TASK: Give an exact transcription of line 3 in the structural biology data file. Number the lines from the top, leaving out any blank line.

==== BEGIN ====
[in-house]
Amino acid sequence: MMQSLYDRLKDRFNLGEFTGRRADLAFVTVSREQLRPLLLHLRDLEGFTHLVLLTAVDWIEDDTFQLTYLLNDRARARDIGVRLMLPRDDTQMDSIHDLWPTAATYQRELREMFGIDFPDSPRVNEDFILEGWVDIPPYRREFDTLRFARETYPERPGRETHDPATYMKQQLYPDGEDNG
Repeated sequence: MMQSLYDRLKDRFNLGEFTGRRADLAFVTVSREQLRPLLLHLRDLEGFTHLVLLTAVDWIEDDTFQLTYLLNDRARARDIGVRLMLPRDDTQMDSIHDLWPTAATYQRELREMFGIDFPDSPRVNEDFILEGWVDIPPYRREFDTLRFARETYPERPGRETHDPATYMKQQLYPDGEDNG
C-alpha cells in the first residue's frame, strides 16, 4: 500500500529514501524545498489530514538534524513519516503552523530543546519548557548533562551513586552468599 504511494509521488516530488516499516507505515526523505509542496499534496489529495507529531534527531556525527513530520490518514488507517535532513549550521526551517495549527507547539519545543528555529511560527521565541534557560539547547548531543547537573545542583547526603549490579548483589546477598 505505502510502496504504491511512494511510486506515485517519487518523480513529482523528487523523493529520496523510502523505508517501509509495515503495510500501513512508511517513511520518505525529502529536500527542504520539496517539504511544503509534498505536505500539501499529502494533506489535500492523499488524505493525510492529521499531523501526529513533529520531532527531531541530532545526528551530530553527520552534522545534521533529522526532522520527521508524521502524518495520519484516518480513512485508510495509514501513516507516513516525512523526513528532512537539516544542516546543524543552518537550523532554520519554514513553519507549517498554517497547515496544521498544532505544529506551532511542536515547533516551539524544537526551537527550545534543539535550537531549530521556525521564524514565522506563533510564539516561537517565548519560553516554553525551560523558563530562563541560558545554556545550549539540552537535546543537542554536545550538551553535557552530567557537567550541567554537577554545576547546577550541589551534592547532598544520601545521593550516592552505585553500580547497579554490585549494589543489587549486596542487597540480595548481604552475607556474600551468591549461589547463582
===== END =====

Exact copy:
Repeated sequence: MMQSLYDRLKDRFNLGEFTGRRADLAFVTVSREQLRPLLLHLRDLEGFTHLVLLTAVDWIEDDTFQLTYLLNDRARARDIGVRLMLPRDDTQMDSIHDLWPTAATYQRELREMFGIDFPDSPRVNEDFILEGWVDIPPYRREFDTLRFARETYPERPGRETHDPATYMKQQLYPDGEDNG